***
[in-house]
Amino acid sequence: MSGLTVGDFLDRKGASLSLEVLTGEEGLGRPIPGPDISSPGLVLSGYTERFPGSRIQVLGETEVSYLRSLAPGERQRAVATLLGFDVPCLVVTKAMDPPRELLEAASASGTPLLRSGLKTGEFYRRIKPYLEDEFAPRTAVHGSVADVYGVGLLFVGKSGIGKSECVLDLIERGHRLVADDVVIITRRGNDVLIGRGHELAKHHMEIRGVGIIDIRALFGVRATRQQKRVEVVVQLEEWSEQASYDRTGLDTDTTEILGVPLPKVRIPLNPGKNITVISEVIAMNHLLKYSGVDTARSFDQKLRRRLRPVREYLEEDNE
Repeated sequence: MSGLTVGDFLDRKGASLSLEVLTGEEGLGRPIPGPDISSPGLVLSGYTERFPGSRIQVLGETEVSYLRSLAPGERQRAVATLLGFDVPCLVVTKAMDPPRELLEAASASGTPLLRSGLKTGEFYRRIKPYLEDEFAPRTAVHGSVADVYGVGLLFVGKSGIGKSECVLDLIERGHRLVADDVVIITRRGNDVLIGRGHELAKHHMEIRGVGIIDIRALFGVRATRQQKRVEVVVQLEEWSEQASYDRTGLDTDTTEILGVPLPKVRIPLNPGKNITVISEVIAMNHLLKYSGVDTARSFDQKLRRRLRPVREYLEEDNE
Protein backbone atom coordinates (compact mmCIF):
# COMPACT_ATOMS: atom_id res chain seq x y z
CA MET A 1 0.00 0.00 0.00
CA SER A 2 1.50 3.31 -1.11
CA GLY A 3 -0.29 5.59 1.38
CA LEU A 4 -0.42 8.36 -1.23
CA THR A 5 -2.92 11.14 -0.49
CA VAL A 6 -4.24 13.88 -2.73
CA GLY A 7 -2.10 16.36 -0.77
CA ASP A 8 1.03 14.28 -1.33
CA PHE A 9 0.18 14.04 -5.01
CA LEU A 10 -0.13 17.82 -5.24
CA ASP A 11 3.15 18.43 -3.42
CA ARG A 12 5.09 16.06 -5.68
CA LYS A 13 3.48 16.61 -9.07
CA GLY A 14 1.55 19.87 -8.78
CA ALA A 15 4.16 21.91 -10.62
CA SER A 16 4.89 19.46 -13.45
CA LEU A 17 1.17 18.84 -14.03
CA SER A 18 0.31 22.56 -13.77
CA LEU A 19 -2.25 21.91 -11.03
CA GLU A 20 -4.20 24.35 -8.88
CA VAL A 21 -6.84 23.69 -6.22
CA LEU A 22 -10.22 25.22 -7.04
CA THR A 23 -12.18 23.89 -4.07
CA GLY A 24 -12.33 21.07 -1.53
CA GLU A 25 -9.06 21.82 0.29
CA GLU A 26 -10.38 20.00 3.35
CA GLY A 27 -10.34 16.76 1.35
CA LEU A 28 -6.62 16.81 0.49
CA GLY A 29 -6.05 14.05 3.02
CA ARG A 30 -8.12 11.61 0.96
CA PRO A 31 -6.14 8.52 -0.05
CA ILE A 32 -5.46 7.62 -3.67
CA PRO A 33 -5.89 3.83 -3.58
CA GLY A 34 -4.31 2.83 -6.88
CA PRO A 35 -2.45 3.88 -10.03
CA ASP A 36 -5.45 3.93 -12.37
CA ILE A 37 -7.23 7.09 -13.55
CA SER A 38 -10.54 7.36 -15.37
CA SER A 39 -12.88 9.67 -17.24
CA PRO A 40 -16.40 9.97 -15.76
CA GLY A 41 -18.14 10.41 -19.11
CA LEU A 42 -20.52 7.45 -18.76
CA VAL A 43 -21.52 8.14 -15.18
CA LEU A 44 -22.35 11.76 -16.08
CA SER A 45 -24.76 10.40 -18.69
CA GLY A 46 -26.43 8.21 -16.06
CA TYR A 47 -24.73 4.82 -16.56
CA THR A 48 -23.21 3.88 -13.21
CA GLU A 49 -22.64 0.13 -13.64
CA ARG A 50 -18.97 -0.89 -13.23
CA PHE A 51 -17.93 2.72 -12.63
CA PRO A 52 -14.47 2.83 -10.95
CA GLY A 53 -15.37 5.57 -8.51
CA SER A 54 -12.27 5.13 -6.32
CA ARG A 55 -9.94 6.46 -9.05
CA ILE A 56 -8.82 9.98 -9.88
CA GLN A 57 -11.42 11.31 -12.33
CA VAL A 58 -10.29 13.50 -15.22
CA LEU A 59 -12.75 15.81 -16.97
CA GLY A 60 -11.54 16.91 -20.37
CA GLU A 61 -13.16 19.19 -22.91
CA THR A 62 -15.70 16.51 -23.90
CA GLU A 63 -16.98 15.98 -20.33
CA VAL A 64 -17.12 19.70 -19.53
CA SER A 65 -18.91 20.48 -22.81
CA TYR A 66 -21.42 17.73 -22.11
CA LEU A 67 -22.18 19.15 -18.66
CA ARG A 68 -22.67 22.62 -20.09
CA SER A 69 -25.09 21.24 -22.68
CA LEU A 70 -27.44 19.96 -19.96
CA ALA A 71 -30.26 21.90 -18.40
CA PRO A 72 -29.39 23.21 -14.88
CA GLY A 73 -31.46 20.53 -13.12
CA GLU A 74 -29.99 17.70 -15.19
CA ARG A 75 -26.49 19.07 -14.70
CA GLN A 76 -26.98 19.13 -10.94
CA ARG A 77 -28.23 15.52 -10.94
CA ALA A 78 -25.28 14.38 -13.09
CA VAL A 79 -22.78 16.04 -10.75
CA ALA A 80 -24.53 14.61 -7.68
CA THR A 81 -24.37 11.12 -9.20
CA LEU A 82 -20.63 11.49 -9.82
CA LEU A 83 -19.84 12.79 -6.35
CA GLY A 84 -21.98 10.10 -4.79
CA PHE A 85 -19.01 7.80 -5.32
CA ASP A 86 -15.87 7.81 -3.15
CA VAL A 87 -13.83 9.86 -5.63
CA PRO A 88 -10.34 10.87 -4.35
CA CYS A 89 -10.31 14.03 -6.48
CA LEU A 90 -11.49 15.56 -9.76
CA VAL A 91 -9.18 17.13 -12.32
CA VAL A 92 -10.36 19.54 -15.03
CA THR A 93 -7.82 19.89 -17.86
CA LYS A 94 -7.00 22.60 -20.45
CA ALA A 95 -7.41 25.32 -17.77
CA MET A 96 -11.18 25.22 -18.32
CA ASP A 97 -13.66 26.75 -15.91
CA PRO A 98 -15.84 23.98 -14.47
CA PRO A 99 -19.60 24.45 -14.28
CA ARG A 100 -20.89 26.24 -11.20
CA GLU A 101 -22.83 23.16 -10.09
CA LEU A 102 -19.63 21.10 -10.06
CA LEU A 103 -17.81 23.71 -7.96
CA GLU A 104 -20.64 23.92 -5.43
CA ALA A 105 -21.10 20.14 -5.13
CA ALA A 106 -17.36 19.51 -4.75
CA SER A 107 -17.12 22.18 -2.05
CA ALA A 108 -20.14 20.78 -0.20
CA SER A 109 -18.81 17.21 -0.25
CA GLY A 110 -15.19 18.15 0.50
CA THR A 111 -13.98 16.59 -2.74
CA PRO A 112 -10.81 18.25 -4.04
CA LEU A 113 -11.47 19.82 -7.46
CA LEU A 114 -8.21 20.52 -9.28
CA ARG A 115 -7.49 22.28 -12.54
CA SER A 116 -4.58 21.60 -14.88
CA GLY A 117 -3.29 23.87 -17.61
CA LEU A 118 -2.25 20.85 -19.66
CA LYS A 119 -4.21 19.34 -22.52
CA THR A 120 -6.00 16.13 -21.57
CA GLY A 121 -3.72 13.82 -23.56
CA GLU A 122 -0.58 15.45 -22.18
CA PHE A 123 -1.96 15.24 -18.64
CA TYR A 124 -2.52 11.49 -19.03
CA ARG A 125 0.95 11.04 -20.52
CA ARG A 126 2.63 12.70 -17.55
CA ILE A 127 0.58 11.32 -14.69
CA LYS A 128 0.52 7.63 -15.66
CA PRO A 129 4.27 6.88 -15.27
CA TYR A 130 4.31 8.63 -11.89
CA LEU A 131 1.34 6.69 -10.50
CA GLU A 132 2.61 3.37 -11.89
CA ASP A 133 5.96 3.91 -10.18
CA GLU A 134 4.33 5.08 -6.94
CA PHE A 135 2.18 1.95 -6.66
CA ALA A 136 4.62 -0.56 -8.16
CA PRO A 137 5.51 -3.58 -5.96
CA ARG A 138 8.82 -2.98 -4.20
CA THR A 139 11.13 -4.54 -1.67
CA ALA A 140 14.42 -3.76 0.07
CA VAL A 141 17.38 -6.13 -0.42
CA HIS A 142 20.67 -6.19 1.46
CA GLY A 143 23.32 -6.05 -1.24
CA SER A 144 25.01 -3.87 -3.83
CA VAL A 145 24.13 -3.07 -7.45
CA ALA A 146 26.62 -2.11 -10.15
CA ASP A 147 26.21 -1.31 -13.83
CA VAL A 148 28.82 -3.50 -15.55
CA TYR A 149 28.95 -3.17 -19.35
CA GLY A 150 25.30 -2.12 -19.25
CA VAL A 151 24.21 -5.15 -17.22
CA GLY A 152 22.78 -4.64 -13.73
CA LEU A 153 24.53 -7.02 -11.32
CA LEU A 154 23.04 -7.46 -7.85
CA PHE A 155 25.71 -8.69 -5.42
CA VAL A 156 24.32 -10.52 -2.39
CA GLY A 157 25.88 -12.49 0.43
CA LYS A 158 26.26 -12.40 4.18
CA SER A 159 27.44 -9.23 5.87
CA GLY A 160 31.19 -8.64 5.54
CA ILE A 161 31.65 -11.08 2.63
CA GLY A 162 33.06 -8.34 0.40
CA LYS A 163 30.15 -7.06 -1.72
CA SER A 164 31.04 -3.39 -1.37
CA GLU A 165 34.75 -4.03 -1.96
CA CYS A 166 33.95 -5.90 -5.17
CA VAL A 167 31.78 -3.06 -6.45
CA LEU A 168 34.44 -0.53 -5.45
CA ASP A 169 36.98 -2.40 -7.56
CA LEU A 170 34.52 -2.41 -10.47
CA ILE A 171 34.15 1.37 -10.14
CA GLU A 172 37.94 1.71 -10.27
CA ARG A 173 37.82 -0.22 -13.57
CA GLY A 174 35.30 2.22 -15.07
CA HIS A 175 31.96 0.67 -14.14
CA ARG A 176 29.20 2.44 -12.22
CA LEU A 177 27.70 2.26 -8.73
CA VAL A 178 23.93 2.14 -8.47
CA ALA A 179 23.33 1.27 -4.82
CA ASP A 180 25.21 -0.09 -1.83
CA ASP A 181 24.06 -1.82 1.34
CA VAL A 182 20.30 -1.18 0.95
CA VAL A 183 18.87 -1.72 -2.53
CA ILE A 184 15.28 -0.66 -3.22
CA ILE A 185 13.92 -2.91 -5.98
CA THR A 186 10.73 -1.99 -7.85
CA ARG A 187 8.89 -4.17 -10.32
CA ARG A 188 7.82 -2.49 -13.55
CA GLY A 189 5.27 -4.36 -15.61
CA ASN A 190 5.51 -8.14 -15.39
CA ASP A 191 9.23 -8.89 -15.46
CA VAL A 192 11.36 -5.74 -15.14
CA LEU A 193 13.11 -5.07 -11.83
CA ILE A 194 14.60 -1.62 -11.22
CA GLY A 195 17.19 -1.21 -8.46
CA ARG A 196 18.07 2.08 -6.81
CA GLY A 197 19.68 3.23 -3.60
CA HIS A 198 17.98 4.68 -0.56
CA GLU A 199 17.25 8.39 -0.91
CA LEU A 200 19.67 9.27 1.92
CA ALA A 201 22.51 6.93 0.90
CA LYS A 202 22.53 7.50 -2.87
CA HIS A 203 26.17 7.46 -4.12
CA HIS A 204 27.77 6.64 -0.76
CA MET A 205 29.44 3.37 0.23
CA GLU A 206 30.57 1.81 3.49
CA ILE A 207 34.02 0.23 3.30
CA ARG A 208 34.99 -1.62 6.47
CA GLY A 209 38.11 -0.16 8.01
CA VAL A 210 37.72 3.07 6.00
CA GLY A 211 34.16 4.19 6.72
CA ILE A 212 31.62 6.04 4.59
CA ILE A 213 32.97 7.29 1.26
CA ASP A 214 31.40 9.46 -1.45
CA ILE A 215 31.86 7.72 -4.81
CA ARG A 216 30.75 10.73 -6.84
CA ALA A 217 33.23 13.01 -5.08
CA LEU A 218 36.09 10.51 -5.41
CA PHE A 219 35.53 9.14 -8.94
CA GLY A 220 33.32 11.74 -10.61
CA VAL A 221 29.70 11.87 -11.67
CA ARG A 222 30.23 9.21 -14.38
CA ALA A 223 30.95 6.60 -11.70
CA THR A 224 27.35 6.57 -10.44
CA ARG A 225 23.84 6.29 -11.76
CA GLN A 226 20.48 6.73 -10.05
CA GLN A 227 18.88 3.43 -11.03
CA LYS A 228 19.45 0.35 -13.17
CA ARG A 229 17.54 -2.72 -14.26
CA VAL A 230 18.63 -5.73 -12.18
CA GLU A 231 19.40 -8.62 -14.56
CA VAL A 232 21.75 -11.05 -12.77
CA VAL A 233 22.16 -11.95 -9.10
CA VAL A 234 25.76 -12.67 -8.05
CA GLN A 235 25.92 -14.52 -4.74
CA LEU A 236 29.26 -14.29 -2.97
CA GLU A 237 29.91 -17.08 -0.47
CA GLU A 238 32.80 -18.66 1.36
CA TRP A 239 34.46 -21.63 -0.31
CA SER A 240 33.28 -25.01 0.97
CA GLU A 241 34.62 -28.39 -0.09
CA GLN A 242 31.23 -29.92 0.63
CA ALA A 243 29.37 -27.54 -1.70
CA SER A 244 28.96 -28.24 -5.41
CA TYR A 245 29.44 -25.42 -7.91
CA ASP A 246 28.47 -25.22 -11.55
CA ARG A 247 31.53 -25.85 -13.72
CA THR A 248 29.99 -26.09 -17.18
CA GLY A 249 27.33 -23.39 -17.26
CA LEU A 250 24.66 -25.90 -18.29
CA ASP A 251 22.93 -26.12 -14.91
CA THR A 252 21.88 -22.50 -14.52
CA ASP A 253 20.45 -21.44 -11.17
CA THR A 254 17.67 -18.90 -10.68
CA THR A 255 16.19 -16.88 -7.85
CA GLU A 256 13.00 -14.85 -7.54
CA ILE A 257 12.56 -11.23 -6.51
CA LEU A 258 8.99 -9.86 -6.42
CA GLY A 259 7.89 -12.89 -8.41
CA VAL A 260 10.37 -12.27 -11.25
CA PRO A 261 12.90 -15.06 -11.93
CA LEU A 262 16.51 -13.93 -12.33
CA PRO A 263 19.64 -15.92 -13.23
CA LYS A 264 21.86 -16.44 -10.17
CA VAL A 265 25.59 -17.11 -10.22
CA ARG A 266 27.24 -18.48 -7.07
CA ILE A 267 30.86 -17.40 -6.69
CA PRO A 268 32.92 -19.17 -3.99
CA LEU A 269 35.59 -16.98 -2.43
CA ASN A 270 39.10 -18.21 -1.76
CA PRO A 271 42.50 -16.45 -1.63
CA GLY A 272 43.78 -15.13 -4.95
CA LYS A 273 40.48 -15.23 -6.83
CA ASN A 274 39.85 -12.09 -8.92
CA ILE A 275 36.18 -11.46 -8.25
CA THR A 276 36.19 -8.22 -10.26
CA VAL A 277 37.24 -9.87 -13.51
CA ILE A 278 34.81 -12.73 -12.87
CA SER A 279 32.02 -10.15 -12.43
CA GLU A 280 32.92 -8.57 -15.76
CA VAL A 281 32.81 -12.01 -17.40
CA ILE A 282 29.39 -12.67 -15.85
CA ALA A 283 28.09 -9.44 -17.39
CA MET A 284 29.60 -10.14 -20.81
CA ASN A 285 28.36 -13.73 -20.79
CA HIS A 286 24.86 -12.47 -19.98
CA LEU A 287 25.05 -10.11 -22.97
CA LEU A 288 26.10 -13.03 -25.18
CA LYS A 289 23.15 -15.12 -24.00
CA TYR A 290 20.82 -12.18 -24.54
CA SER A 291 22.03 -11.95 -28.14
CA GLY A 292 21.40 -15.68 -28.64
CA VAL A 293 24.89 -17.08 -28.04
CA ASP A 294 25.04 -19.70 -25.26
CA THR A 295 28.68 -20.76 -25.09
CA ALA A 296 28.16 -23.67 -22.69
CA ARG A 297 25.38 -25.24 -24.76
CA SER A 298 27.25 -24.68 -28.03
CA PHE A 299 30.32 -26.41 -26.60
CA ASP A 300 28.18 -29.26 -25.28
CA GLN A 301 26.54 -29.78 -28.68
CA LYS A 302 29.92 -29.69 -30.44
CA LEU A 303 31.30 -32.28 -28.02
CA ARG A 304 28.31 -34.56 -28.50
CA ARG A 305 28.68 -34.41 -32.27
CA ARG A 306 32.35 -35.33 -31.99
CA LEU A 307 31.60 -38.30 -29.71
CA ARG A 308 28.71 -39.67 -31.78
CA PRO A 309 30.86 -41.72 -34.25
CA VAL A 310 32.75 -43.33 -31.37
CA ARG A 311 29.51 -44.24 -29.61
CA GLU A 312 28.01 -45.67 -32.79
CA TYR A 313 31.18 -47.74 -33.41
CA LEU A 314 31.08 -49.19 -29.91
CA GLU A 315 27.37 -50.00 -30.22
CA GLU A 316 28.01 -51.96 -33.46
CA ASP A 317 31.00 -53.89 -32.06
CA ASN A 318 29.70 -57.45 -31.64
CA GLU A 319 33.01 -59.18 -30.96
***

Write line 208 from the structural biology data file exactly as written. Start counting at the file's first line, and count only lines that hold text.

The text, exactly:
CA HIS A 203 26.17 7.46 -4.12